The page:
A Program of Bach, Beethoven, and Chopin

I had the wonderful opportunity last Friday to watch local pianist Sunghee Kim perform a concert at Oregon State University’s free Friday lunch concert series. Kim presented three pieces: Bach’s Partita No. 1 in B-flat Major, Sonata No. 23 in F minor by Beethoven, and Ballade No. 1 in G minor by Chopin.

While I don’t have videos of Kim playing these pieces, I wanted to share them with you and give a little history on each.

Partita No. 1 in B-flat Major, BWV 825

Between 1726 and 1730, Bach composed six partitas (a suite for a single instrument) for piano. These partitas were some of his last keyboard suites the composer wrote during his life.

Partita No. 1 has six movements:

  1. Prelude (a short work considered a preface to the remaining movements)
    • 0:00-2:09 in the video
    • What to listen for: lyricism and gentle counterpoint.
  2. Allemande (a renaissance style dance)
    • 2:09-3:58
    • What to listen for: a lively march-type theme throughout the work.
  3. Courante (“running”, a work in triple time danced to with fast running and jumping steps)
    • 3:58-6:17
    • What to listen for: an agile yet slightly moody dance.
  4. Sarabande (a slow dance)
    • 6:17-10:48
    • What to listen for: varying levels of nostalgia and introspectiveness (this is now a word).
  5. Menuets I and II (a French dance for couples) (*Side note: these could be considered two separate movements)
    • 10:48-13:03
    • What to listen for: a delicate yet playful mood.
  6. Gigue (“jig”, a lively dance)
    • 13:03-end
    • What to listen for: sharp staccatos and melodic echoes hidden (sometimes obviously) within the rapid notes
Bach Partita No. 1
Opening Prelude from Partita No.1, first edition, 1731

Sonata No. 23 in F minor, Op. 57 (“Appassionata”)

Beethoven composed Piano Sonata in F minor in 1804, during his middle period (check out my post on Beethoven’s life for a breakdown of his three compositional periods). By this point, the composer was mostly deaf; we can hear the struggle in this particular piece. The shifts in mood and bursts of sound paint a glimpse into Beethoven’s tragic mind.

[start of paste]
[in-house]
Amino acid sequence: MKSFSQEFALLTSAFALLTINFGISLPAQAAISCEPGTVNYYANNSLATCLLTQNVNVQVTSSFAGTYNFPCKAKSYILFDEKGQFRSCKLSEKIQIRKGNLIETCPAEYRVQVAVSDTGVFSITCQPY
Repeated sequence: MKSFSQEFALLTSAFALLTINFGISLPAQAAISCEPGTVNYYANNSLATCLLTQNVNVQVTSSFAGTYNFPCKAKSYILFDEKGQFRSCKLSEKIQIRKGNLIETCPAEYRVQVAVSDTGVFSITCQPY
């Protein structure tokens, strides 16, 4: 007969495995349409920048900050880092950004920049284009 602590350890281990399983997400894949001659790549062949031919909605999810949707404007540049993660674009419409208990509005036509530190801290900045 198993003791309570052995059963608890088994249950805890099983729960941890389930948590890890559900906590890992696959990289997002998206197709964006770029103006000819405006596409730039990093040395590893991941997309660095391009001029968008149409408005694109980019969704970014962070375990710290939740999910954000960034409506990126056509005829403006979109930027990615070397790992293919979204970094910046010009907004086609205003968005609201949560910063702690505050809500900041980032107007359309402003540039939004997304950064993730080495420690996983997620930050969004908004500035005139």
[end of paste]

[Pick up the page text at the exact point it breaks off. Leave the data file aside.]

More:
*Fun fact: like most of his piano sonatas, “Appassionata” was not nicknamed until after Beethoven’s death.

  1. Allegro assai
    • 0:00-10:50
    • What to listen for: the main theme is made of two contrasting motifs: tranquil octaves (played at the very beginning of the piece) and an ominous low bass triplet (0:46). These themes are developed throughout the movement.
  2. Andante con moto
    • 10:50-18:19
    • What to listen for: a set of variations bursting with warmth. This movement is a complete contrast to the first and third.
  3. Allegro ma non troppo – Presto
    • 18:19-end
    • What to listen for: complexity in the rapid 16th notes with a passionate ending.

Ballade No. 1 in G minor, Op. 23

Chopin began composing his first ballade (a work for solo piano written in the style of a ballet with a narrative) in 1831 while he was living in Vienna, but he didn’t finish the work until after he moved to Paris in 1835.

*Fun fact: Chopin did create the ballade as a musical genre! His first inspired other composers (such as Liszt and Brahms) to create their own ballades.

What to listen for: the introduction and the coda of this piece are extremely improvisatory in nature; this idea then transforms itself into the waltz theme that is developed throughout the piece. The ballade tells a story full of mystery, hope, and turbulence before coming to a dramatic finish.

Bach, Beethoven, and Chopin

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I'm a pianist, composer, writer, photographer, and overall classical-music-lover who is always open to new sounds.

20 thoughts on “A Program of Bach, Beethoven, and Chopin

      1. Pianos are wonderful because – like all other instruments – you can make so many amazing sounds with them. I love how each instrument has its own character, and you can tell all kinds of different stories depending on the instrument.

        Liked by 1 person

  1. I don’t have any background in music, nor do I understand the technicalities… but I do love to listen to it. Music is my getaway… I like listening to the music you post…👍

    Liked by 2 people

  2. My all time favourite classical piano song is nocturne and I think it’s by Bach. Your blog gives me a place to finally express that whereas before I was forced to coop up my passion and pretend to prefer dull pop or something. For this outlet, I am very grateful to you.

    Liked by 1 person

      1. This is a beautiful piece, great choice!

        The word “op.” is an abbreviation for the term “opus”, which basically means “composition number”. Composers tend to organize their music by the date a piece was composed, and “Op. 9 No. 2” means that this piece was the second nocturne in his 9th set of compositions . . . . does that make sense?

        Liked by 1 person

  3. Beautiful piece, however not so much in the hands of the YouTube pianist here. I like originality, but he goes too far astray. There’s only 1 performance of this piece worth the time: Horowitz. Find it on YouTube or anywhere else you can and listen to it all the way through. Chopin is in the room, and gloriously so.

    Liked by 1 person

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